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Most scientific revolutions involve the rejection of previously held views, which are proven to be incorrect, to adopt new ones that match newly gained knowledge. As such, it is essential that the new theory, as well as the facts it is based on, are objective and indisputable. The requirement raises the questions of scientific objectivity and legitimate knowledge. Findings that are not disprovable and are therefore considered facts may become invalidated as technology advances and new measurements become possible. As such, understanding of the core concepts of knowledge is necessary to understand paradigm shifts.
Objectivity is essential to scientific research, particularly in matters that are often too complicated to allow full analysis, such as medicine. Many studies are unable to obtain accurate results and have to rely on statistical data.
This information is prone to biases, both on the side of the participants and on that of the researchers. Understanding scientific objectivity is vital to considering the validity of gained evidence and the possible influences that may sway the conclusions of the study. Without it, one would be prone to making potentially untrue statements, thereby invalidating the value of his or her research and potentially endangering the work of any others who accept the results. To progress, science must be based on proven and accepted hypotheses, which makes the discussion and understanding of objectivity invaluable to it.
Paradigm Shifts and Legitimate Knowledge
A paradigm shift typically involves a denouncement of knowledge that was previously considered legitimate in favor of a new theory. This change often invalidates knowledge that was based on the old ideas, requiring either a complete rejection or a search for a fresh explanation for the findings in question. Kuhn supports this notion by describing the Newtonian revolution as partially destructive, as it required an interpretation of gravity that could be found nowhere (105).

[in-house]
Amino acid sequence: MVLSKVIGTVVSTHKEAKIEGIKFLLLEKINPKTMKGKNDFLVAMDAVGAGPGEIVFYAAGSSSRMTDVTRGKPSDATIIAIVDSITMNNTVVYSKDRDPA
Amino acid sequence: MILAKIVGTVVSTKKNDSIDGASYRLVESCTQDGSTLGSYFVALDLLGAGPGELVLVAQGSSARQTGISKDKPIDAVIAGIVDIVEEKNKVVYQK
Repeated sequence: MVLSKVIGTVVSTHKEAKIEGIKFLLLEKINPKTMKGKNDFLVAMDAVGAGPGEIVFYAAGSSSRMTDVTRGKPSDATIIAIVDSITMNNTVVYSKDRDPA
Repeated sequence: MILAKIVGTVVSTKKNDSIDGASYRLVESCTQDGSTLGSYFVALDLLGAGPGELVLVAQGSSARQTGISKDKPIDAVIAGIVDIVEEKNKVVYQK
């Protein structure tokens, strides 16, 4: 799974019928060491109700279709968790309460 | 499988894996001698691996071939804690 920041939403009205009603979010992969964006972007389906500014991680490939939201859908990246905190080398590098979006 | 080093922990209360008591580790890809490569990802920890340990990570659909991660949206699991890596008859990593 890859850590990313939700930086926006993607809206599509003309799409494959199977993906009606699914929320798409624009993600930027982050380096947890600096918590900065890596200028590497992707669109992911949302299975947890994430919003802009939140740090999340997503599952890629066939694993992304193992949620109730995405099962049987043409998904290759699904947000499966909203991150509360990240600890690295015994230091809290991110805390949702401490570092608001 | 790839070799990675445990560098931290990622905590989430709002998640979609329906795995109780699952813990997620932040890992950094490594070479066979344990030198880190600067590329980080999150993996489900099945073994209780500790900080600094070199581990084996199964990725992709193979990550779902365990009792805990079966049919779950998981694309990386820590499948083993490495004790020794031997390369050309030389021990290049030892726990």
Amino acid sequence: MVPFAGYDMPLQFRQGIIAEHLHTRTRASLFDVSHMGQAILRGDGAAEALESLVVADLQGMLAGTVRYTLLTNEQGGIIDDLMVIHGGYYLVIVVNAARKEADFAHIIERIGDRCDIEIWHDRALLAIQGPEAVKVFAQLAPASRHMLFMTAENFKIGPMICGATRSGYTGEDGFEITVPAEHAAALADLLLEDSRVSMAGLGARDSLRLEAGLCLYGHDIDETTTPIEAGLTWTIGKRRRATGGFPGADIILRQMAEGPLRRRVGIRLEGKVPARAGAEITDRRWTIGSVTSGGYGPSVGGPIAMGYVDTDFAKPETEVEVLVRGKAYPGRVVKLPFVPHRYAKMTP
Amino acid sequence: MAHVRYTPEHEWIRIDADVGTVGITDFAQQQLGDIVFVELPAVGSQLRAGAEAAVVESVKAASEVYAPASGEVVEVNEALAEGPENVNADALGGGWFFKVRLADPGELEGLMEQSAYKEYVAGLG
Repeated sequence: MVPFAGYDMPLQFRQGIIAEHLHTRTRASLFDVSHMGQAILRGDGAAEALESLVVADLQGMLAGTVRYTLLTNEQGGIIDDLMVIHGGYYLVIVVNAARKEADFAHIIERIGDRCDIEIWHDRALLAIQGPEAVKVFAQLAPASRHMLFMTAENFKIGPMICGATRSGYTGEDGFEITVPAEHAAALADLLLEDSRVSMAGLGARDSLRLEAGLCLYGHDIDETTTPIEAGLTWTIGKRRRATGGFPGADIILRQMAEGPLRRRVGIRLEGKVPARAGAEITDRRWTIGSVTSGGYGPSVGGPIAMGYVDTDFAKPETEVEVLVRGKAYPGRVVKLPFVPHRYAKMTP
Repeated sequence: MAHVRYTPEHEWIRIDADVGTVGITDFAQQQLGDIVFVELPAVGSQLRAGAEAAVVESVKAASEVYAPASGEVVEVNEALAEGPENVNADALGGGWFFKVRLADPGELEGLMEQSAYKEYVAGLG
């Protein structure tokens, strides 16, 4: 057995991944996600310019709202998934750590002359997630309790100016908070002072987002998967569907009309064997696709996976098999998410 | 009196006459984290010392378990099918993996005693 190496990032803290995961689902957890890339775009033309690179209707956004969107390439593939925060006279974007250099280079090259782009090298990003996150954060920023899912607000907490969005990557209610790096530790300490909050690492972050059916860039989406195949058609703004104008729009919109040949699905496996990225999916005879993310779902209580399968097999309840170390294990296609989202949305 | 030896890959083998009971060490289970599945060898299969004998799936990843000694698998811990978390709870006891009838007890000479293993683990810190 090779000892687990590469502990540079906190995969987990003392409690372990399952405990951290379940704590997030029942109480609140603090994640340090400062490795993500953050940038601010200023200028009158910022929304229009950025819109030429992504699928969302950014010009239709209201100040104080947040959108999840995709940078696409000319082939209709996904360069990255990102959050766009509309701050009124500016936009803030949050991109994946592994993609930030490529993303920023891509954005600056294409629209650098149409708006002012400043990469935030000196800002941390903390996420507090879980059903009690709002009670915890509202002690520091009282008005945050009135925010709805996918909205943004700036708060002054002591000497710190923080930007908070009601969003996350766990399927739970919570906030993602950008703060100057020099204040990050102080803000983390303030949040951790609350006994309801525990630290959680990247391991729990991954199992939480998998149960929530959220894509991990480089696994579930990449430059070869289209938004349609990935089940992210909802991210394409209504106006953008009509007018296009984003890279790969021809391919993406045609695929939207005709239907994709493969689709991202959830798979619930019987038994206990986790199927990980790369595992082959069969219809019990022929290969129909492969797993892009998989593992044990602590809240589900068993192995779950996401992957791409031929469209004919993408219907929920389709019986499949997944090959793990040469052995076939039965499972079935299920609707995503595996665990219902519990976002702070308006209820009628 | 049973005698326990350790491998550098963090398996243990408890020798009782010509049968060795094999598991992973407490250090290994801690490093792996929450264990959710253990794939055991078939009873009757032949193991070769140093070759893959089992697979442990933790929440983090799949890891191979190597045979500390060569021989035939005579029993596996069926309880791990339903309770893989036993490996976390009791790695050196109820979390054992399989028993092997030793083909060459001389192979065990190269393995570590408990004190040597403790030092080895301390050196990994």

Ultimately, despite the theory’s overall success, the question of attraction could not be resolved, resulting in a partial adoption of the new paradigm. The issue was later settled with modern tools, and in the meantime, the rest of the Newtonian physics helped shape modern physics more legitimately than what would be possible with the views held before his publications.
The scientific revolutions that stood out to me the most are the Copernican and Einsteinian revolutions. The Copernican revolution is significant because it was not entirely scientific in the nature of its emergence. While the inaccuracy of the Ptolemaic system was a significant factor, it had been observed for centuries before Copernicus, and the approach still saw widespread use. According to Kuhn, factors such as pressure for calendar reform and changes in general philosophy contributed to the timing of the breakdown significantly (69). In contrast, the Einsteinian paradigm shift was entirely limited to the scientific field due to the complexity of the topic.
The scientists of the time formulated a variety of theories that came close to explaining the phenomena they observed that contradicted Newtonian physics but always had flaws. The situation paved the way for the theory of relativity, which is almost entirely without practical applications at the moment, but was accepted and embraced nevertheless.
Paradigm shifts are based on new findings and knowledge, which have to have an indisputable basis to be accepted by the scientific community. As such, scientific objectivity is an essential quality for research, especially since most of it can only suggest possibilities instead of stating facts. Furthermore, the concept of legitimate knowledge is mutable, with ideas based on old views requiring a re-evaluation upon the adoption of a new system.
Lastly, the Copernican and Einsteinian revolutions are notable examples of paradigm shifts. The former shows that scientific progress can be influenced and assisted by external factors, and the latter indicates that immediate practical influence is not necessary for a theory’s emergence and adoption.
Kuhn, Thomas S. The Structure of Scientific Revolutions. 2nd ed., The University of Chicago, 1970.